San San’s historic medal came against a backdrop of social and political upheaval in her homeland. Fast approaching was 1997 and with it Hong Kong’s return to China. “The atmosphere was down. People were worried,” recalls San San.

It’s testament to the power of sport how such depressed national sentiments can be swung in an instant. When West Germany lifted the 1954 World Cup, the country picked itself up from the post-war rubble and became the sporting and economic powerhouse it remains till this day. South Africa’s 1995 Rugby World Cup victory began the healing process of a nation divided by apartheid. Four years ago, austerity woes were put to one side for 17 magical days in London.

San San’s golden moment was this very “wake-up call” for the small South-east Asian territory. “It gave everyone hope,” San San believes. “So many people were so happy. It showed that we could do it. It showed that this was our spirit.”

A microcosm of the city’s desire to prosper and succeed with whatever was thrown at them, San San has become a symbol for post-handover Hong Kong. Three golds at the World Championships (1993, 1997, 2001) and a further two Asian Games titles (1998, 2002) underline the drive of this galvanising character.

During her career, dogged determination rather than technique proved a headache to coaches. Going into the 2002 Asian Games in Busan, San San was struck down with a stomach bug. Having been unable to diagnose the problem, every team doctor recommended she pull out of the competition.

Due to racing regulations, coaching staff, including team doctors, must stay on the marina, so as not to infringe on the competition. Were she to collapse into the water, no one would have been there to save her. She could easily have drowned. “I didn’t care about that,” San San says with almost cavalier disregard. “I’m a sort of person that if I can’t achieve something, I will not stop. I want to push myself to the limit.”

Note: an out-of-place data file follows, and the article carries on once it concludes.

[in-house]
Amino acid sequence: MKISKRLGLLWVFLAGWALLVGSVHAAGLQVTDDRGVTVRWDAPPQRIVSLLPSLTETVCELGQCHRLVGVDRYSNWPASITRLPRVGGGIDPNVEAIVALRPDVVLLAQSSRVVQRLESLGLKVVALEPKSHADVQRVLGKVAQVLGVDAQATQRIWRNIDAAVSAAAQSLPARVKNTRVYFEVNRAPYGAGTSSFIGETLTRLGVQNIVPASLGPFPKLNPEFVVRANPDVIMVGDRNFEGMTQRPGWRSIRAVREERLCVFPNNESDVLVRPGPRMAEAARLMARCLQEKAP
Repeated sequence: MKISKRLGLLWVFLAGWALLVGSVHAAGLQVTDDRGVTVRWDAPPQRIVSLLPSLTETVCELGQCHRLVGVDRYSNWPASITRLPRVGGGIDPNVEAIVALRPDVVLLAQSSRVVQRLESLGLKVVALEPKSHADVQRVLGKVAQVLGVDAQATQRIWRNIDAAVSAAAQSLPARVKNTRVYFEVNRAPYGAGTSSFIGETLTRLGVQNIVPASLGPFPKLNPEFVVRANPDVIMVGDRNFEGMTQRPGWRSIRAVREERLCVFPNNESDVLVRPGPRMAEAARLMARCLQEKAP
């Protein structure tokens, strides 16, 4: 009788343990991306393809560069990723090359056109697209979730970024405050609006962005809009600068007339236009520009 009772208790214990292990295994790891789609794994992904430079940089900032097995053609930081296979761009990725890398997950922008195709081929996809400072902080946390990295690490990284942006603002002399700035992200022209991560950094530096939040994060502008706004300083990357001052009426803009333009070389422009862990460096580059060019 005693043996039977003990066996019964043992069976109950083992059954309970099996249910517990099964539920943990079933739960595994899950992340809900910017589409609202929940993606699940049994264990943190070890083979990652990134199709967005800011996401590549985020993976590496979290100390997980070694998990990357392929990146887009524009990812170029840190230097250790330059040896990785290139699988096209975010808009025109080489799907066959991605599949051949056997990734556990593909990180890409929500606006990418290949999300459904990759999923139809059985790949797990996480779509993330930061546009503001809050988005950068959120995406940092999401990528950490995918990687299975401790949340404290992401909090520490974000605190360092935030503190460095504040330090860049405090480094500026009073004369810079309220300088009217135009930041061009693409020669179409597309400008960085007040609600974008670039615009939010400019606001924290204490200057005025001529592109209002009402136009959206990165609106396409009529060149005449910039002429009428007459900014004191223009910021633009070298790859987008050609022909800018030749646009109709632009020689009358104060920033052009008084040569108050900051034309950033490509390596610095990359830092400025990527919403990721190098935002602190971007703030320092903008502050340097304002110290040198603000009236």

It wasn’t until the penultimate race that she had to retire and fly back to Hong Kong, where she was rushed straight to hospital.

Despite her brush with death, she still came away with the gold…

It is this mental rather than physical toughness which lay at the centre of her success, a trait instilled in her from birth. Born one of 10 children on the remote island of Cheung Chau, her resilience was a necessity. “When I was eight, my father passed away. My mum had to take care of 10 of us. I learnt if I wanted to survive, I had to work hard. You have to fight for something if you really want it.”

To help her mother out, San San’s uncle, Lai Kan, offered to take his niece under his wing when she turned 10. Lai ran the island’s Windsurfing Centre, and so began San San’s love affair with the sea.

Despite her passion for the sport, Lai didn’t let his niece on a board for an entire year. This Mr. Miyagi approach was his niece’s training: “He wanted to know that I was serious, so I spent a long time working at the Centre before getting on a board.” For the girl who had yet to find her true calling, “Ms 70 per cent”, as she was known by her sister Ivy, had to give 100 per cent.